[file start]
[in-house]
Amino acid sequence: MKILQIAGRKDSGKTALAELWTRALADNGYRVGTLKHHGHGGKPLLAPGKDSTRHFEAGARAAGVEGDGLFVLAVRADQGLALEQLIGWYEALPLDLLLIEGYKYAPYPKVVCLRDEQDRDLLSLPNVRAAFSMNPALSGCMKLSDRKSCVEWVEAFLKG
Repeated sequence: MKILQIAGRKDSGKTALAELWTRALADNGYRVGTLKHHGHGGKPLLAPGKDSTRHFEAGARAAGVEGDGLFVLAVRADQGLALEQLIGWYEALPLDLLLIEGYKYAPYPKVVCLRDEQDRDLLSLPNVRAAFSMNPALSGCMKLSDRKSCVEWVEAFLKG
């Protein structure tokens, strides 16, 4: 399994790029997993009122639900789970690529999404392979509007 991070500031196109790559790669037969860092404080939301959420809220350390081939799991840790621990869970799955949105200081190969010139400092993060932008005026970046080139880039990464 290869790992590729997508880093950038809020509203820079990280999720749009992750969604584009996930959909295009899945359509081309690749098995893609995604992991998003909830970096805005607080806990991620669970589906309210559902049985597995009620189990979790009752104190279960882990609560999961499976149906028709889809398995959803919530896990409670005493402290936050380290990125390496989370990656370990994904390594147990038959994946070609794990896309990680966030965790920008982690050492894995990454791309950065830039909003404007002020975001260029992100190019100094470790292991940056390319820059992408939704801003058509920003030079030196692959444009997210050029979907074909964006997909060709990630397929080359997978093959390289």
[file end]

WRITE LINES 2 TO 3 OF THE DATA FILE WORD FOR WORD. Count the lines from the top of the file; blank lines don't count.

Amino acid sequence: MKILQIAGRKDSGKTALAELWTRALADNGYRVGTLKHHGHGGKPLLAPGKDSTRHFEAGARAAGVEGDGLFVLAVRADQGLALEQLIGWYEALPLDLLLIEGYKYAPYPKVVCLRDEQDRDLLSLPNVRAAFSMNPALSGCMKLSDRKSCVEWVEAFLKG
Repeated sequence: MKILQIAGRKDSGKTALAELWTRALADNGYRVGTLKHHGHGGKPLLAPGKDSTRHFEAGARAAGVEGDGLFVLAVRADQGLALEQLIGWYEALPLDLLLIEGYKYAPYPKVVCLRDEQDRDLLSLPNVRAAFSMNPALSGCMKLSDRKSCVEWVEAFLKG